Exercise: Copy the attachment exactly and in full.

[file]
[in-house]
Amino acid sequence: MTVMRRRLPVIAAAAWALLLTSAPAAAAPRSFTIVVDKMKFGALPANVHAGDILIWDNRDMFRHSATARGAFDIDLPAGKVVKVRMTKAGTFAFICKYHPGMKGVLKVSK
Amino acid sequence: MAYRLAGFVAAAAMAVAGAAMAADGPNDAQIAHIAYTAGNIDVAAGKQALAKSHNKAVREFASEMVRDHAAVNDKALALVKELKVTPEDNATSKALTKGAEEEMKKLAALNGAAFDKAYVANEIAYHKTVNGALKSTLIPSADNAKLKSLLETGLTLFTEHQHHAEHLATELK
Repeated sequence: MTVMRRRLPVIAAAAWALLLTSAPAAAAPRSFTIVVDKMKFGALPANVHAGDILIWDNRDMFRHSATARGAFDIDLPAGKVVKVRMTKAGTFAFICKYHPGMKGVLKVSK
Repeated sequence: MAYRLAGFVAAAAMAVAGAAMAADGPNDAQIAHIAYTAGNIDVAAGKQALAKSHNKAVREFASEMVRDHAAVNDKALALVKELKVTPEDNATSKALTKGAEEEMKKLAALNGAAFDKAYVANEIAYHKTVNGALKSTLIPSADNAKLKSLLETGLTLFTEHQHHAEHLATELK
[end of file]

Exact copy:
[in-house]
Amino acid sequence: MTVMRRRLPVIAAAAWALLLTSAPAAAAPRSFTIVVDKMKFGALPANVHAGDILIWDNRDMFRHSATARGAFDIDLPAGKVVKVRMTKAGTFAFICKYHPGMKGVLKVSK
Amino acid sequence: MAYRLAGFVAAAAMAVAGAAMAADGPNDAQIAHIAYTAGNIDVAAGKQALAKSHNKAVREFASEMVRDHAAVNDKALALVKELKVTPEDNATSKALTKGAEEEMKKLAALNGAAFDKAYVANEIAYHKTVNGALKSTLIPSADNAKLKSLLETGLTLFTEHQHHAEHLATELK
Repeated sequence: MTVMRRRLPVIAAAAWALLLTSAPAAAAPRSFTIVVDKMKFGALPANVHAGDILIWDNRDMFRHSATARGAFDIDLPAGKVVKVRMTKAGTFAFICKYHPGMKGVLKVSK
Repeated sequence: MAYRLAGFVAAAAMAVAGAAMAADGPNDAQIAHIAYTAGNIDVAAGKQALAKSHNKAVREFASEMVRDHAAVNDKALALVKELKVTPEDNATSKALTKGAEEEMKKLAALNGAAFDKAYVANEIAYHKTVNGALKSTLIPSADNAKLKSLLETGLTLFTEHQHHAEHLATELK